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Family is very important to us. We had a table with all of our parents' and grandparents' wedding pictures. I liked this a lot because it was really cool to see which couples got married around the same time, as was evident in the style of their dress and photos. Josh's mother and sister passed away when he was very young, and my grandmother had recently just passed away, so having an "In Memoriam" table was something that was special to us — a little sad obviously, but it felt like we were sharing the day with them, too.

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Tell us about the ceremony:
We come from mixed religious backgrounds, but aren't really religious, so we wanted to take elements and traditions of things that we liked and incorporate them without forcing traditions that were meaningless to us. Our family and friends read passages from our favorite children's book, The Velveteen Rabbit, the Bible, Les Miserables, and Doctor Who. One of our good friends, Jacob, married us under a chuppah, we wrote our own vows, and hammered a unity box full of love letters and a bottle of our favorite wine (to be opened in case of emergency or every five years).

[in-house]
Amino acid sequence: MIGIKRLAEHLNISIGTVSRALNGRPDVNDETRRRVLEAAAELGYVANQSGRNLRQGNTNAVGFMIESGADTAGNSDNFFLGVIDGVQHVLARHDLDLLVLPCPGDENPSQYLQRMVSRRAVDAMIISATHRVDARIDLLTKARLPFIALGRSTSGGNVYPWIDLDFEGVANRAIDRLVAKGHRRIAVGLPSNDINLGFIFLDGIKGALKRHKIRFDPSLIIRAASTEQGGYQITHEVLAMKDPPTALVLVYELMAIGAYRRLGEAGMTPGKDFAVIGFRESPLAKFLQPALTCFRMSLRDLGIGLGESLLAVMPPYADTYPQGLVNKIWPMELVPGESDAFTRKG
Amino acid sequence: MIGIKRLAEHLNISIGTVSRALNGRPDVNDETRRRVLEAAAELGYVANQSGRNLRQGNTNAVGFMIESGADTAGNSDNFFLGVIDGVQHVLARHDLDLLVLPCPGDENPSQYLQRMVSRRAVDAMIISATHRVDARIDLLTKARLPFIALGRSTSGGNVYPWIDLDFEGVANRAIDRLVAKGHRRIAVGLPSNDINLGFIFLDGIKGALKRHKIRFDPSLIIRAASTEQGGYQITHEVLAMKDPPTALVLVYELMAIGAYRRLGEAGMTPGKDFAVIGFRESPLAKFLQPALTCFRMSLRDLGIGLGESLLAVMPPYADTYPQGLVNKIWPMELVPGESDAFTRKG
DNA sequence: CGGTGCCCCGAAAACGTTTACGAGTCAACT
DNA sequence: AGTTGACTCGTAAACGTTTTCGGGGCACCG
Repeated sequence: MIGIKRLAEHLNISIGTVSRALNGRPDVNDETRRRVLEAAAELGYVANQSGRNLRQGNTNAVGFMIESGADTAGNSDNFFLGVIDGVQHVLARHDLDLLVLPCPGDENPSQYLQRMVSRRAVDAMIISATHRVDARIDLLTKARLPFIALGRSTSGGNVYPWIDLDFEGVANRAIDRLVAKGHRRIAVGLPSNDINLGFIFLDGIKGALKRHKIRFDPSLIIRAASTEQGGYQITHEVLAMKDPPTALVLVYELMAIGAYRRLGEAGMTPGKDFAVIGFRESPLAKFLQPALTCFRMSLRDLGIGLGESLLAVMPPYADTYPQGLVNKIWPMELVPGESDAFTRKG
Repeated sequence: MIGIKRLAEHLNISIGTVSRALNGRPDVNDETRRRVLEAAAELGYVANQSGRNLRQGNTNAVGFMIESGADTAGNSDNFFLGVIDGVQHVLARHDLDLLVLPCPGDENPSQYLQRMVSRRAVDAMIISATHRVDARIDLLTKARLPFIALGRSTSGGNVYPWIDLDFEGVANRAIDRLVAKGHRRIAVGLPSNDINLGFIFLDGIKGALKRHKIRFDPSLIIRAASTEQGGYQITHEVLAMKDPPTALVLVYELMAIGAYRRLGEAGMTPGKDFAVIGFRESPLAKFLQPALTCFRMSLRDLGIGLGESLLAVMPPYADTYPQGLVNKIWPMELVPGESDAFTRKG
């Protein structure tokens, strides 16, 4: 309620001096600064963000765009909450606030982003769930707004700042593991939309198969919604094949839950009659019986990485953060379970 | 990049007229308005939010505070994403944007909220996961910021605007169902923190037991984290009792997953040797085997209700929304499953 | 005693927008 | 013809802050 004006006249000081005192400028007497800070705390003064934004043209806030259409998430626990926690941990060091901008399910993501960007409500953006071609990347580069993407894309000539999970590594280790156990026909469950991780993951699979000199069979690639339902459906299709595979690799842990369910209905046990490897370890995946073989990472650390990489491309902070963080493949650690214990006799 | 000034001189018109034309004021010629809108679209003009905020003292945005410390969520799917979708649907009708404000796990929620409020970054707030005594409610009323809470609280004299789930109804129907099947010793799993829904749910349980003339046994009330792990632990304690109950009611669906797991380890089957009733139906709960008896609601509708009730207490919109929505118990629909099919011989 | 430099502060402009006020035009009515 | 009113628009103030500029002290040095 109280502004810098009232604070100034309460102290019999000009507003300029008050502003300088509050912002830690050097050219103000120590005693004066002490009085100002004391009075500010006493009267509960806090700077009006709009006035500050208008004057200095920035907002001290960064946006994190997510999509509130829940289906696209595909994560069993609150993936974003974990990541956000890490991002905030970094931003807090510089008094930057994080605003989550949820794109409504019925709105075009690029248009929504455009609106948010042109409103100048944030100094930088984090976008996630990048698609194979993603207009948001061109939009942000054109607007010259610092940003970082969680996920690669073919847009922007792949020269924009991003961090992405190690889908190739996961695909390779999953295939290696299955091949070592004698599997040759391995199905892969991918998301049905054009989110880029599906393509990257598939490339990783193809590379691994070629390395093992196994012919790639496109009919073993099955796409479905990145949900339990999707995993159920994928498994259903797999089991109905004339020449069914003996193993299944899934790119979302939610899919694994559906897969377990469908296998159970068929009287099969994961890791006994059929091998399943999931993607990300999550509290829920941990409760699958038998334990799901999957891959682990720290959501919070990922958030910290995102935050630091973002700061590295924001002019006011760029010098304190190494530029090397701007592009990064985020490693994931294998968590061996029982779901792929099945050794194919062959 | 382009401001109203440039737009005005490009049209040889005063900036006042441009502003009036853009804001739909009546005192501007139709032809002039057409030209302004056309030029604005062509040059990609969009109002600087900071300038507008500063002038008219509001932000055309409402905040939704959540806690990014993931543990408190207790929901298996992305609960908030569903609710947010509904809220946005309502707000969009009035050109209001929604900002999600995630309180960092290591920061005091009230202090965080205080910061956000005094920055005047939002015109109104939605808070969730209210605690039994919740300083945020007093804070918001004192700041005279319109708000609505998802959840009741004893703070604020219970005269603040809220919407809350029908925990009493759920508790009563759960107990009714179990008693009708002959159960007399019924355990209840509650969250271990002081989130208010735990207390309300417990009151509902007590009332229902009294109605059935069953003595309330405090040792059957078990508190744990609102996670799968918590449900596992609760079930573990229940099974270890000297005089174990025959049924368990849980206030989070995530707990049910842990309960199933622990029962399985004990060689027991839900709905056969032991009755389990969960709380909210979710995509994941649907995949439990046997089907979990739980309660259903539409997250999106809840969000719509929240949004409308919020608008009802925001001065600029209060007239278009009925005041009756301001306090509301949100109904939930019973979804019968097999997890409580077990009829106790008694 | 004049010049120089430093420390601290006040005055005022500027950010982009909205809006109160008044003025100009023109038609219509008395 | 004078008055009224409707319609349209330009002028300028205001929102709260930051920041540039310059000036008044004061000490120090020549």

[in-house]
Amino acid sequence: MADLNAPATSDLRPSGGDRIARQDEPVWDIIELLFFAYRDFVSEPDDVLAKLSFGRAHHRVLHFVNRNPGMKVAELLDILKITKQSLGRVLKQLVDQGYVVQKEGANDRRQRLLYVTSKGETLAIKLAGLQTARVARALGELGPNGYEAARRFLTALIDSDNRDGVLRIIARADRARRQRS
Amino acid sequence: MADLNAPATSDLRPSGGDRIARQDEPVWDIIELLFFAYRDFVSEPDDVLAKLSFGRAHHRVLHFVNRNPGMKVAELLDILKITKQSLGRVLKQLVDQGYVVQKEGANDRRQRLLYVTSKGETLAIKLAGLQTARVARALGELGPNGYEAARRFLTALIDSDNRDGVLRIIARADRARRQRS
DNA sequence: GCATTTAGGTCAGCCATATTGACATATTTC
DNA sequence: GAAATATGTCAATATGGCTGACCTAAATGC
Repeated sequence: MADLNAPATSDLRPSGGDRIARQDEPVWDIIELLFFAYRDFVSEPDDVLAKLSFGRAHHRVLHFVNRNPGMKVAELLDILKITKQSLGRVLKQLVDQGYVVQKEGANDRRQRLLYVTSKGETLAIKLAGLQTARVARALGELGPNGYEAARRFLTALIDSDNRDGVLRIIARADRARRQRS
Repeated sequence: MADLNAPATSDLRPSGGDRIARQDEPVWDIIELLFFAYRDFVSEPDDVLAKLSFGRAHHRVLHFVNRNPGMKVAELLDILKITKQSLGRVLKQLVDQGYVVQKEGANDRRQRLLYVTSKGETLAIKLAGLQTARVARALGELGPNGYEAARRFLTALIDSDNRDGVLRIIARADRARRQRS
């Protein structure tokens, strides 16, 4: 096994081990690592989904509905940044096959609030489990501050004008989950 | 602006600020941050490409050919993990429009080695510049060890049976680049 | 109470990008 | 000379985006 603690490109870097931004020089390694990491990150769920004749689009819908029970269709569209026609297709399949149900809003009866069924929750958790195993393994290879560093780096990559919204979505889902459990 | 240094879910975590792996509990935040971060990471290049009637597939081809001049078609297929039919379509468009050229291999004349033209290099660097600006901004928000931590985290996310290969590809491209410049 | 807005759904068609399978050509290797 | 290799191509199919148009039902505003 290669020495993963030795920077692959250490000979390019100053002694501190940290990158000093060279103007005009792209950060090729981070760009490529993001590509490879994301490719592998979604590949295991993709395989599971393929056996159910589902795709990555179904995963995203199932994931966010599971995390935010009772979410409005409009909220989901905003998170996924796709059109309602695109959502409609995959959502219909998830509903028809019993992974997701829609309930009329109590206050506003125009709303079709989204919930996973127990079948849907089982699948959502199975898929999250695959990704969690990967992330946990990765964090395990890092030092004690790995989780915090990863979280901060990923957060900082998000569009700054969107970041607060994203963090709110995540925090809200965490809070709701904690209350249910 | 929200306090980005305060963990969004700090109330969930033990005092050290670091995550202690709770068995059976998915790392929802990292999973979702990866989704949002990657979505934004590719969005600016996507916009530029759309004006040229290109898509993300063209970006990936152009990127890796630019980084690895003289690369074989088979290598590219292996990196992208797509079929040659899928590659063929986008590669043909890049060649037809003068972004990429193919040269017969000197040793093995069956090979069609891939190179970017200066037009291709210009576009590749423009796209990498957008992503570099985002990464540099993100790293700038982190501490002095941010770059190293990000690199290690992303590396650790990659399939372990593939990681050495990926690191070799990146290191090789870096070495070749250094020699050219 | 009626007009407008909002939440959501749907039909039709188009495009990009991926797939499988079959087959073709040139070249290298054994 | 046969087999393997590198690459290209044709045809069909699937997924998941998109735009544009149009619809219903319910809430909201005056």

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Our biggest challenge:
I had a nightmare dress experience. I made the mistake of falling in love with a dress the way that you fall in love with a friend. I didn't realize it was supposed to make me look good, not just be this thing I hang out with. They didn't have my size in stores so when it finally shipped to me, the girl had measured me wrong and it could only fit half of my body. We went up a size and when they finally sent it back it was big enough for two of me. I was so sad. What's worse, I didn't think that it would have ever looked good on me. My friend, Alison, had recently gotten married and I loved her dress — we were both in love with tea length, vintage, lace dresses. She sent me to Stephanie James Couture, which was an amazing experience.

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My favorite moment: